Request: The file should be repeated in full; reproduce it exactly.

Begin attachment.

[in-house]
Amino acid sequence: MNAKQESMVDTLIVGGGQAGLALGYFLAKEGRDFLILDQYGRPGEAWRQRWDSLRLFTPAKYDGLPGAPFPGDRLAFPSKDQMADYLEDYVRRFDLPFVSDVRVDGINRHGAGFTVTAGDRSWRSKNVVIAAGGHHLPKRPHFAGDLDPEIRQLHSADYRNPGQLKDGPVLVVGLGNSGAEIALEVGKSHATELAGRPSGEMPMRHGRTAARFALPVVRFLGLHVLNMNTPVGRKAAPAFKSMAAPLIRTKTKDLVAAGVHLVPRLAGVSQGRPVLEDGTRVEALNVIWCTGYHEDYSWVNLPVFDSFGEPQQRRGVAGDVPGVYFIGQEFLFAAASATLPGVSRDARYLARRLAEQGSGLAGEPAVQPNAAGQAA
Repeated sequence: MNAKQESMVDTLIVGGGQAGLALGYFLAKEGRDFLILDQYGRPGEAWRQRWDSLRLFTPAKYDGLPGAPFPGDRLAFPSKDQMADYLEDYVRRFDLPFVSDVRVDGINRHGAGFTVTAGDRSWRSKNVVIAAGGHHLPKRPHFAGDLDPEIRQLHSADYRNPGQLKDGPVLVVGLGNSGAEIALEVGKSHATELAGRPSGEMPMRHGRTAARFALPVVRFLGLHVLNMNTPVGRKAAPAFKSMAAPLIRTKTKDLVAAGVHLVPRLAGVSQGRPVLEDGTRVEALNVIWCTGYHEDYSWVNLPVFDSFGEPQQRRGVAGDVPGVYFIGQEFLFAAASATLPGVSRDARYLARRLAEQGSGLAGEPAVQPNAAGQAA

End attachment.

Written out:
[in-house]
Amino acid sequence: MNAKQESMVDTLIVGGGQAGLALGYFLAKEGRDFLILDQYGRPGEAWRQRWDSLRLFTPAKYDGLPGAPFPGDRLAFPSKDQMADYLEDYVRRFDLPFVSDVRVDGINRHGAGFTVTAGDRSWRSKNVVIAAGGHHLPKRPHFAGDLDPEIRQLHSADYRNPGQLKDGPVLVVGLGNSGAEIALEVGKSHATELAGRPSGEMPMRHGRTAARFALPVVRFLGLHVLNMNTPVGRKAAPAFKSMAAPLIRTKTKDLVAAGVHLVPRLAGVSQGRPVLEDGTRVEALNVIWCTGYHEDYSWVNLPVFDSFGEPQQRRGVAGDVPGVYFIGQEFLFAAASATLPGVSRDARYLARRLAEQGSGLAGEPAVQPNAAGQAA
Repeated sequence: MNAKQESMVDTLIVGGGQAGLALGYFLAKEGRDFLILDQYGRPGEAWRQRWDSLRLFTPAKYDGLPGAPFPGDRLAFPSKDQMADYLEDYVRRFDLPFVSDVRVDGINRHGAGFTVTAGDRSWRSKNVVIAAGGHHLPKRPHFAGDLDPEIRQLHSADYRNPGQLKDGPVLVVGLGNSGAEIALEVGKSHATELAGRPSGEMPMRHGRTAARFALPVVRFLGLHVLNMNTPVGRKAAPAFKSMAAPLIRTKTKDLVAAGVHLVPRLAGVSQGRPVLEDGTRVEALNVIWCTGYHEDYSWVNLPVFDSFGEPQQRRGVAGDVPGVYFIGQEFLFAAASATLPGVSRDARYLARRLAEQGSGLAGEPAVQPNAAGQAA